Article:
We still preferred Waimangu valley over Wai-O-Tapu, but having had the two contrasting experiences, can give a freak like me some better understanding of what we can really expect to happen when the earth will end in December (wasn’t that what the Mayans predicted?) as it seems as if we are sitting on a ticking time bomb which inevitably will explode at some stage... :-)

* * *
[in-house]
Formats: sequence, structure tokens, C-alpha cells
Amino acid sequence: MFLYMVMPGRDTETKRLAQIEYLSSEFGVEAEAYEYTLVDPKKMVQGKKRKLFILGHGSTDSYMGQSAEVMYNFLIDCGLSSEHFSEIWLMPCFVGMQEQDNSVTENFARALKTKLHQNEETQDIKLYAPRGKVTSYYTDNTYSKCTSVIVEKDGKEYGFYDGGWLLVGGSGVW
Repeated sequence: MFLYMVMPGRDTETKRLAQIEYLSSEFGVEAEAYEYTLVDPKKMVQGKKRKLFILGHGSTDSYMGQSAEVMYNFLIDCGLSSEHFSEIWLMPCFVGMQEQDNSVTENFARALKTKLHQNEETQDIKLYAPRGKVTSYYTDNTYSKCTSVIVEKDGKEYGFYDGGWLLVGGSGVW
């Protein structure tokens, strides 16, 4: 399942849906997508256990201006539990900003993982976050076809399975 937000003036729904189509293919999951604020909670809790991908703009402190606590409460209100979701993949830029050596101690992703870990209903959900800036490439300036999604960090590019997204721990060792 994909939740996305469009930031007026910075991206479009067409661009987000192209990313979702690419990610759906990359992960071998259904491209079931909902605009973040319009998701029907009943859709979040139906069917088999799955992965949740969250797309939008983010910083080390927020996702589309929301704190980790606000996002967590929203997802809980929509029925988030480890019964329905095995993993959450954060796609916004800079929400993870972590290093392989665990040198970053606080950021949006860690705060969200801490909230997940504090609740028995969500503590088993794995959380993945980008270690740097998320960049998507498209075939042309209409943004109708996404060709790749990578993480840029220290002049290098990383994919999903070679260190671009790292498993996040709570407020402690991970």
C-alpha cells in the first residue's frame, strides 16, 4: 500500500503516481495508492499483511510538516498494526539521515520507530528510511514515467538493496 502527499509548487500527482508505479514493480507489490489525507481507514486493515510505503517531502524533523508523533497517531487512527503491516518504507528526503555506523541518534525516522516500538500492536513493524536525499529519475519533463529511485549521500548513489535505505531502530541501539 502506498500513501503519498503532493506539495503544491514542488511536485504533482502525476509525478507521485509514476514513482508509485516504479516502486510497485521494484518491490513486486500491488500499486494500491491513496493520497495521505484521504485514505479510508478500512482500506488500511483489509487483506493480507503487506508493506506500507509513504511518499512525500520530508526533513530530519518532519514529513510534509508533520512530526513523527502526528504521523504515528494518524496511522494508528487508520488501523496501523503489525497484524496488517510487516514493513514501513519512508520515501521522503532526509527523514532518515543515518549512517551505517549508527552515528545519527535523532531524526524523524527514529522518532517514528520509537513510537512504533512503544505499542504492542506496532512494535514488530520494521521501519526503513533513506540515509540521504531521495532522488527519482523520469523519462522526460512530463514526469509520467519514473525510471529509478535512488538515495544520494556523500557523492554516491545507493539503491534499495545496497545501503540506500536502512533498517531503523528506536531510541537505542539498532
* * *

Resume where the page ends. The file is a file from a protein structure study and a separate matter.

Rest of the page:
The stench of eggs was left behind as we sped towards Taupo and Huka Falls. This was to be the last stop before we called it a day in Turangi, on the south side of Lake Taupo, which is roughly the size of Singapore. Huka Falls (which we fondly called Hooker falls in a Brooklyn accent) were another demonstration of how powerful nature can be, and how small we actually are in comparison. Imagine standing under this thunder of water, feeling the pressure of hundreds of cubic meters of water squeeze you to the bottom of the floor, pinning you and never letting go. Or imagine riding this rollercoaster ride inside the small riverbed as it churned the stone away, the water white with force. How small we are.... but luckily for us, all we had to do was watch this spectacle from the side and enjoy another example of how lucky we are to be able to see these places. It’s times like these that I am reminded that although this year is not always easy, it is more than worth it!